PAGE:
The TNT is an outboard but has been built as an inboard and a jet. Look in the photos of built boats on the site and maybe something there will strike your fancy. The Bullett weighs 140 pounds and is a bit bigger and might be safer from that standpoint. You need to think about weight distribution if you convert an outboard.

    Clarkcraft has a sport runabout "Freckle 11" that might work, but they don't recommend that much power for it. They also have a 13' sport runabout that looks pretty robust and holds two.. Their 48 cu in three point hydroplane will do over 90 mph, and you have more power than they have..

    I'd probably consider an outboard for the simple reason that you can carry it separate from the boat and that is going to make it a lot easier to lift over the proverbial wall, as compared to the hassle of pulling out an inboard motor to get the boat light enough to carry around.

    Finally, you should also think about derating your engine some if you want it to live very long. If you wind it up to 9,000 rpm and hold it there (like you can in a boat) you will wear it out pretty quickly. Motorcycle and car engines simply aren't designed to be held at high power for more than a few minutes at a time. OTOH, you are going to be going so darn fast that maybe you will run out of room and have to back off before you can damage the motor. Tough decision.... Looks like fun.
     
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  6. mat_biker
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    mat_biker New Member

    Thanks yellowjacket,

    I like the look of the clarkcraft's 3 point hydroplanes, but seems to be of the same age as the free design that I have. Has hydroplane design changed at all? I will be using more modern materials but with such will come a weight saving do u think this will cause problems?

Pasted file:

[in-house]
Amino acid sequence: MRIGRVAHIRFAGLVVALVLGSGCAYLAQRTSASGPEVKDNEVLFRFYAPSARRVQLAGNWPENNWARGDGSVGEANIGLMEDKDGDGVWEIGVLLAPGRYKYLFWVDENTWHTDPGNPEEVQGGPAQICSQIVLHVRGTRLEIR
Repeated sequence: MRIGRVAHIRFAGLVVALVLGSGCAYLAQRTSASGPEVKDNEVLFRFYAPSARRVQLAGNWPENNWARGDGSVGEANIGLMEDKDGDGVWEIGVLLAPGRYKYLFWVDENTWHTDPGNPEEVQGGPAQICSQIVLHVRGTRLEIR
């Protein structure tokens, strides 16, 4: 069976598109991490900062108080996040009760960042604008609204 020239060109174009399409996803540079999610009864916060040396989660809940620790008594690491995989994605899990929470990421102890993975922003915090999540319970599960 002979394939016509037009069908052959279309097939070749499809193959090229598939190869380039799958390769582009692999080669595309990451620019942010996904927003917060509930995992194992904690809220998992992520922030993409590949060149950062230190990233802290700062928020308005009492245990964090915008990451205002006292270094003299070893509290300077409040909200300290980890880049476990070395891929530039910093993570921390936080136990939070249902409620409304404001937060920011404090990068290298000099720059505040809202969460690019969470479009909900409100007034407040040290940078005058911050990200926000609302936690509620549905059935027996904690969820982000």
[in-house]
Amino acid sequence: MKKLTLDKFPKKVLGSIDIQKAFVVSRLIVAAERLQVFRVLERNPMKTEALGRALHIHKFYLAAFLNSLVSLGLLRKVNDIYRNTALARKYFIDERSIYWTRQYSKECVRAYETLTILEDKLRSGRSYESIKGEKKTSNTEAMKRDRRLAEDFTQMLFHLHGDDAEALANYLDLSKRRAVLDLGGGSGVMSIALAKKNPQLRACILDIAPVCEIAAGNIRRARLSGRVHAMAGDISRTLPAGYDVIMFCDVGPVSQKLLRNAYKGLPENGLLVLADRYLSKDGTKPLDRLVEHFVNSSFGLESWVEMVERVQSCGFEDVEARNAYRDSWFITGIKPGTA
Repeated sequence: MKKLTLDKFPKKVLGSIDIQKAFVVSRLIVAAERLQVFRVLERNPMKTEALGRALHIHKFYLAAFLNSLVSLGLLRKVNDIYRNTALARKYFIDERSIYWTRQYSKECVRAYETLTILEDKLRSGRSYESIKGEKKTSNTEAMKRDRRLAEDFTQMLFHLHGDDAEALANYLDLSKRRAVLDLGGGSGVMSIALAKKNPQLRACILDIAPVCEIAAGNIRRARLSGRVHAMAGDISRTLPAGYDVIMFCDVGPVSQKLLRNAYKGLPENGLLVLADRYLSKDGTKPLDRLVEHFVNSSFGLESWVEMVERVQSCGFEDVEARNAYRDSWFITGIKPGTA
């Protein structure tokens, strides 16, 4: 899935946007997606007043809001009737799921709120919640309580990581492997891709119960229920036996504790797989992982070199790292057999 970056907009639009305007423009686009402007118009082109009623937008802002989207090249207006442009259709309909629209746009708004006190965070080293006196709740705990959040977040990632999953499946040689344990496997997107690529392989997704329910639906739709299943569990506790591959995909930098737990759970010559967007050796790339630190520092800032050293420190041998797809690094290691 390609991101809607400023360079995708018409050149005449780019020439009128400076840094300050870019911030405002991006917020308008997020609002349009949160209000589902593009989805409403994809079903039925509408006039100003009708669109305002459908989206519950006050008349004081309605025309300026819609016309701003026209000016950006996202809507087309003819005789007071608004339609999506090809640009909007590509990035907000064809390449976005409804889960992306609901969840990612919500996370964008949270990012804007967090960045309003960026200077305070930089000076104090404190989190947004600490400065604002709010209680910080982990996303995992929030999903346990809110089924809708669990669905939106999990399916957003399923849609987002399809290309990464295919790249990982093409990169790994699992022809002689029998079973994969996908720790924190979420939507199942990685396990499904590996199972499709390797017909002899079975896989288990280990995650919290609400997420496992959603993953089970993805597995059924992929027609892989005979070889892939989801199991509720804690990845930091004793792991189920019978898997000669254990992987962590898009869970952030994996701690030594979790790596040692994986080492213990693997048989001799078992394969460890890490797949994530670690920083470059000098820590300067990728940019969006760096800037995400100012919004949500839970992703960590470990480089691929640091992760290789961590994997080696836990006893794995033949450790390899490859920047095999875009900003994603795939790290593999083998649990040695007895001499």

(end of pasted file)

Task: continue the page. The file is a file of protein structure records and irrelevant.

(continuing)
I wont run the engine at full power as I think the result might hurt, possable 100 mph flips!

    What sort of speed should a prop to spin?
     
  7. Jimboat
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    Jimboat Senior Member

    Clark designs are very good for parts definition and construction techniques; design concepts are many years old, and should be updated to present-day high performance designs, and ensure safe operation.
     
    Last edited: Nov 3, 2009
  8. WestVanHan
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    WestVanHan Not a Senior Member

    ...this all reminds me of a guy about a mile down the beach who built something like this.

    I looked at the boat with it's motorbike engine,decided it was a death trap.

    Two weeks later he wiped out at speeds estimated to be in excess of 100 mph.

    Witnesses stated he hit the minor wake of another boat and flipped,the boat torn to pieces with him sustaining quadripalegia and severe brain damage.

    Wife and 2 kids,insurance problems ensued and lost everything.
    They went to live with her sister.

    Last I heard (~1996) he was in a care home,dressed up in diapers and hooked up to machines for feeding.
    In a state where he was somewhat aware of his situation but lacked intelligence to communicate.

    Best wishes with your project.
     
  9. Jimboat
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    Jimboat Senior Member

    WestVanHan - what an awful story about your friend down the beach. So sorry to hear of such a bad accident and tough consequences. I hope things get better for him and the family.

    Your example is a good one to illustrate that performance boat building can get one into trouble if the design/setup is not made to accomodate the desired operating conditions. Scaling an existing design for more length or more weight or more power is not a trivial dimensional change, and must be done as a hull re-design to ensure dynamic stability throughout the new expected operating range to be safe and predictable. Your example is one of many that i've heard of, resulting from "dimensional" scaling of older designs to "more power", without properly redesigning the hull to accomodate the new conditions.
     
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  10. marshmat
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    marshmat Senior Member

    There is a good reason why, for many years, PWC manufacturers had a sort of "gentlemen's agreement" that they would not sell any stock PWCs that could exceed about 60 mph.